Kid Stuff

10 Things to Do With Your Kids This Summer

‘Twas the first week of summer and all through the land
Not a Mom was still signing folders, not even a Dad.
The backpacks were slung in the garage without care
In hopes that some Clean Out Fairy soon would be there.

The children were nestled (super late) in their beds
While visions of NO HOMEWORK danced in their heads.
Mama in her yoga pants and I in my jorts
Are scheduling summer playdates, vacations, and sports.

When out in the playroom there arose such a clatter
We yelled (from the couch) to see what was the matter.
The children were arguing, restless, and I was floored
To hear the young cherubs declare: I’M BORED.

“Well hail no,” said Mama, “bored kids get chores.
You can clean out your closets and baskets and drawers.”
When what to my wondering eyes should appear?
A bunch of Bored Kids who ran the heck out of here.

Now Gavin! Now Sydney! Now Caleb and Ben!
On Remy! On all the kids till the neighborhood ends!
To the park, to the courts, to the pool and the mall!
Now dash away, dash away, dash away all!

Welcome to summer, parents and teachers…WE MADE IT. Amen, hallelujah, and cheers! The children have been educated another year, and we all deserve prizes. Somewhere left of a rigorous schedule that kills joy but right of unstructured anarchy is my zip code. If it smacks of rigid systems, I start turning over tables and fighting The Man. If it’s all loosey-goosey, no plans, no direction, no momentum, and no order, I lose the will to live.
I’m no Pinterest Mom, people. My life is pinnable about twelve days a year. I’m not precious and sometimes I think summer sucks, but after fifteen years as a parent and five kids up in this hizzie, I think I’ve found our family rhythm. In no order, here are 10 things to do with your kids this summer.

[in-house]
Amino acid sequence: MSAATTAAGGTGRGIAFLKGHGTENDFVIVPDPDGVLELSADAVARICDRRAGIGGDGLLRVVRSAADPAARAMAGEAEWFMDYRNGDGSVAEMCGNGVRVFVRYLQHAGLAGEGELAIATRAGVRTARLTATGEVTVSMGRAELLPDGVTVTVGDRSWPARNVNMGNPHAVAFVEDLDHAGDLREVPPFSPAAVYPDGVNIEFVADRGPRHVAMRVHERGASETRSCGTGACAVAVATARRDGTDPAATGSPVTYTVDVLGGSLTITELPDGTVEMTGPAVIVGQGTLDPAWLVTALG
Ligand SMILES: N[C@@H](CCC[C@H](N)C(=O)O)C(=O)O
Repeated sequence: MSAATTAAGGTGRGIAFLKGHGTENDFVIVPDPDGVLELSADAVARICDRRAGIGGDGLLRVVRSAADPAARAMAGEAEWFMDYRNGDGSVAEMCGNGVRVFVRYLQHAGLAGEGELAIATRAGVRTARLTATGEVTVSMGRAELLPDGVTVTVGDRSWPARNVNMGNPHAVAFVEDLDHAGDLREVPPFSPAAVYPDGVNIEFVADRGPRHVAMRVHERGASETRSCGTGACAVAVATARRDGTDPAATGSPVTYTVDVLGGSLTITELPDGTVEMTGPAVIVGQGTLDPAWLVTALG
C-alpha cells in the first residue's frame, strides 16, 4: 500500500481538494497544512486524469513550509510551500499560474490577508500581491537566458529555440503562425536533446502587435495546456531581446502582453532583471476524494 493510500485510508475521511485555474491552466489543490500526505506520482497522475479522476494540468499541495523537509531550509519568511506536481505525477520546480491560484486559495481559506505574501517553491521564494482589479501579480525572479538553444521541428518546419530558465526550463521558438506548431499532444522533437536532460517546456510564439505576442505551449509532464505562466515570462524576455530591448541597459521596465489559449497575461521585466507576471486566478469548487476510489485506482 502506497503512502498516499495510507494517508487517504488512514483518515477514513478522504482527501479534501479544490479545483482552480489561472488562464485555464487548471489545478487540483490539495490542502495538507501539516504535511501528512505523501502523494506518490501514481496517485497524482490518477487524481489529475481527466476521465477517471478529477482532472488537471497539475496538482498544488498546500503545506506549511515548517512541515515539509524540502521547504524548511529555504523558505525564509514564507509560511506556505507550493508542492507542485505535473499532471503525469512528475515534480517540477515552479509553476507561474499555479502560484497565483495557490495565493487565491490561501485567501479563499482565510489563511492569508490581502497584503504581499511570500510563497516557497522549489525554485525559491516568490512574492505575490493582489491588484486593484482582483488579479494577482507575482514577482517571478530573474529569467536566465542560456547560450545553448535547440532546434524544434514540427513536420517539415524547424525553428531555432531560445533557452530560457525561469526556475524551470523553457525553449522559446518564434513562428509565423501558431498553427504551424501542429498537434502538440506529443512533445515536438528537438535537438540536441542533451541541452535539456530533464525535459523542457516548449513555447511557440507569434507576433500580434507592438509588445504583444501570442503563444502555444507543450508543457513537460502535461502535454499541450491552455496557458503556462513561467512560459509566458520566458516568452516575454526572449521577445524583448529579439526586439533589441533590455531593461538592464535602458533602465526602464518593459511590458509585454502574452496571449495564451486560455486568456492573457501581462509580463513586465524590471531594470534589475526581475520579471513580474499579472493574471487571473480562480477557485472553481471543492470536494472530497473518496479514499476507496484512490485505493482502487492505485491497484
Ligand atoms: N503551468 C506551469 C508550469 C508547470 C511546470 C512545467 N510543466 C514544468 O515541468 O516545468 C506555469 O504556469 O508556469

1. Find out what is free: Look for activities like theaters offering free kid movies (usually older movies but still fun because POPCORN!), Kids Eat Free days at local restaurants, Summer Reading Challenges with your local library or bookstore to win a free book or two, tours through local fire stations/bakeries/theaters/museums, outdoor concerts and plays, and local beaches or trails or bike paths. We live in Austin, and we love our city like a fat kid loves cake, so it’s super fun to trot around the city for free, because we are brainwashing our kids to never move away.
  2. Throw a “Read In” and let your kids invite their friends. Set up pillows and blankets and fun snacks all over the living room floor, light some candles, put on some Pandora, and feel really good about yourself for upholding literacy. Post on Instagram for additional bragging. (They could also read the same book and have a Book Club discussion, but don’t give them wine like our grown up book clubs and maybe they won’t totally derail off topic.)
  3. Let your kids make videos or movies with your/their iPhones (top 5 movie making apps: $2-5 each). I cannot believe how electronically savvy my kids are. They are incapable of turning their socks right side out but can somehow produce incredible mockumentaries (we are a sarcastic people), all edited and everything. Then pop some popcorn, pile on the couch, and have Family Movie Night starring your kids. Public child star emotional breakdown optional.
  4. For the exercise people, kids are totally down with Family Boot Camp. Make a big deal out of it. Get new water bottles, wear wristbands, make playlists. Set up an exercise tract with your kids: jogging, bike riding, lifting light weights, yoga, Pilates. Got big kids? Go to the gym together. Record your times and work at besting them all summer. Take it to the high school track, which somehow seems extra fun. Do not hate on moms like me who man the stopwatch while the littles run in circles.